Friday, April 25, 2008

Who Holds the Copyright ?

Before I can publish any of the letters that I copied at the Bentley Library I must first get written permission from both the library and the copyright owner. This is a standard requirement of the library and applies to all of their collections. Today I received permission from the library with the caveat that it is my responsibility "to determine what constitutes a fair and reasonable effort to abide by copyright law."

Since my grandmother was the donor of the collection her heirs would be the owners - or would they?

I've done some reading and I think the copyright was/is held by each individual author, rather than the recipient. Since I do not believe that any of the letters meet the legal definition of published, I believe that per this table all of the letters whose authors died prior to 1938 are safely in the public domain.

For any authors that died after 1937 I would have to track down their heirs and get written permission from each. In some cases this would be a huge task, in other cases it might be doable. If I can't obtain written permission I believe that I can still use small parts of letters as "fair use." For example I might use a sentence or two from a letter that gives the date and place of death of a family member.

For authors that are still living I would need their written permission. Even though I could probably use parts of these letters as fair use, I will ask permission first. If someone is still living and doesn't want me to use anything they have written I will not.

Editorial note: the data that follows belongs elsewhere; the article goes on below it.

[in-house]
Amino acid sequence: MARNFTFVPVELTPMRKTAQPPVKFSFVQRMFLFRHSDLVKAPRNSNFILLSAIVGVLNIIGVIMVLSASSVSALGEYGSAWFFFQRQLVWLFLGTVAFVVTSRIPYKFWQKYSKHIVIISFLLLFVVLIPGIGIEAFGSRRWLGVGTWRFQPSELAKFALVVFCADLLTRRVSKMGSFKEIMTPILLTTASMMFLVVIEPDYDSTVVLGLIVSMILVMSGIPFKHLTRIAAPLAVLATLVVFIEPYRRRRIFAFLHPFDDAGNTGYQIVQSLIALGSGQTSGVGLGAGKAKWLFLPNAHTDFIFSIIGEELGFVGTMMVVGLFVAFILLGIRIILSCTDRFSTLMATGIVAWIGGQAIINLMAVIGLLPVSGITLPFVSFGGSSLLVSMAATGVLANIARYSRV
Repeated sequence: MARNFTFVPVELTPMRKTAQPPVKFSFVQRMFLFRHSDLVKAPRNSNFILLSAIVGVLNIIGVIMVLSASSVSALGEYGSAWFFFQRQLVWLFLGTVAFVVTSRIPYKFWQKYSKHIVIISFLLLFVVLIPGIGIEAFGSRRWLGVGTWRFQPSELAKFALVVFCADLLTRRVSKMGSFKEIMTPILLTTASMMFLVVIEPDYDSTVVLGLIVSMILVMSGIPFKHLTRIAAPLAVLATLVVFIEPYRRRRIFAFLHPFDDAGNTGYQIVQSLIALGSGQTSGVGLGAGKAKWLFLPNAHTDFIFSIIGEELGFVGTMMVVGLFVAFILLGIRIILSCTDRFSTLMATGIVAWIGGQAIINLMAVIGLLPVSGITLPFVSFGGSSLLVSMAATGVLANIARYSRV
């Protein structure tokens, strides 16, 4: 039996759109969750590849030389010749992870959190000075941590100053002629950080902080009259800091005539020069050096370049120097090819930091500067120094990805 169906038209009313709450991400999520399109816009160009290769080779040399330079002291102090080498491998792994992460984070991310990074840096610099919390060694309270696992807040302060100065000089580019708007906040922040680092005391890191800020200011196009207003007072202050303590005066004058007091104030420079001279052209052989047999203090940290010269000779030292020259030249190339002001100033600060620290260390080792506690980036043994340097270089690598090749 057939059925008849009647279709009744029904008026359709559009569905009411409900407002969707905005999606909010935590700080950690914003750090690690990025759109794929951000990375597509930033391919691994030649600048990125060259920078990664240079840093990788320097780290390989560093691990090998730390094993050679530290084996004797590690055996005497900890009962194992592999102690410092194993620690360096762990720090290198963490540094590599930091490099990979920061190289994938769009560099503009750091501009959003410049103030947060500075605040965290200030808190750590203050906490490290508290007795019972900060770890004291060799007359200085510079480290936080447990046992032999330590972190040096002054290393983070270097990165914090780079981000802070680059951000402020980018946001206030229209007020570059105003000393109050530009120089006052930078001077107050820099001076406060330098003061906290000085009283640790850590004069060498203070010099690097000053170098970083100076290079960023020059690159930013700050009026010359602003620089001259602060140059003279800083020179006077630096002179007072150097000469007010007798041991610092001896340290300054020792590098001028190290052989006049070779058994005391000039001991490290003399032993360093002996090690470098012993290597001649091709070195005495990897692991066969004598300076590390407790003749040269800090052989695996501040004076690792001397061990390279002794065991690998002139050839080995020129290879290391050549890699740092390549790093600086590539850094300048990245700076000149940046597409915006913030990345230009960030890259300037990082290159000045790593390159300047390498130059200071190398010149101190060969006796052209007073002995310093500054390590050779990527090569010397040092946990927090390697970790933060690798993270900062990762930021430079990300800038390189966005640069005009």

There are dozens of letters that I believe are now in the public domain and plan to begin with them.

If you have more knowledge of how copyright law would apply to these letters and/or the genealogy sheets and notes that make up the collection I would appreciate your input.


Anonymous said...

Apple, I am not sure how you reached the conclusion you did from the table you cited. That table clearly shows that unpublished works created AT ANY TIME that are STILL UNPUBLISHED NOW are protected for the life of the author plus 70 years. (If you do not know when an author died, then the rule is that the item enters the public domain 120 years from the date of creation.)

An excellent book for the layperson has been written on this subject: "The Public Domain" by Stephen Fishman, the 3rd ed. of which was published in 2006 by Nolo Press. Much of what I am about to write is based on my understanding of what he wrote.

As you correctly determined, it is the author of each of those letters that who held copyright to what they wrote. The recepient held no copyright interest (but did gain title to the physical media -- the paper and the envelope, barring any prior agreement between the writer and recipient otherwise). This title transferred to the library when the gift was made to the library, so the library is completely within its rights to decide who can see the letters and what the rules are for allowing publication and/or copying of them.

All of the above notwithstanding, the letters presumably have no financial value because neither the writer nor the recipient were noteworthy individuals. In other words, if the amount of money that the letters could get at a well-advertised public auction were only a few dollars, then that would be the maximum amount of damages that you would be liable for if you violated the copyright. The legal heirs of the writer would have to go to court to win those damages, so you would also be liable for their court costs, and of course your own.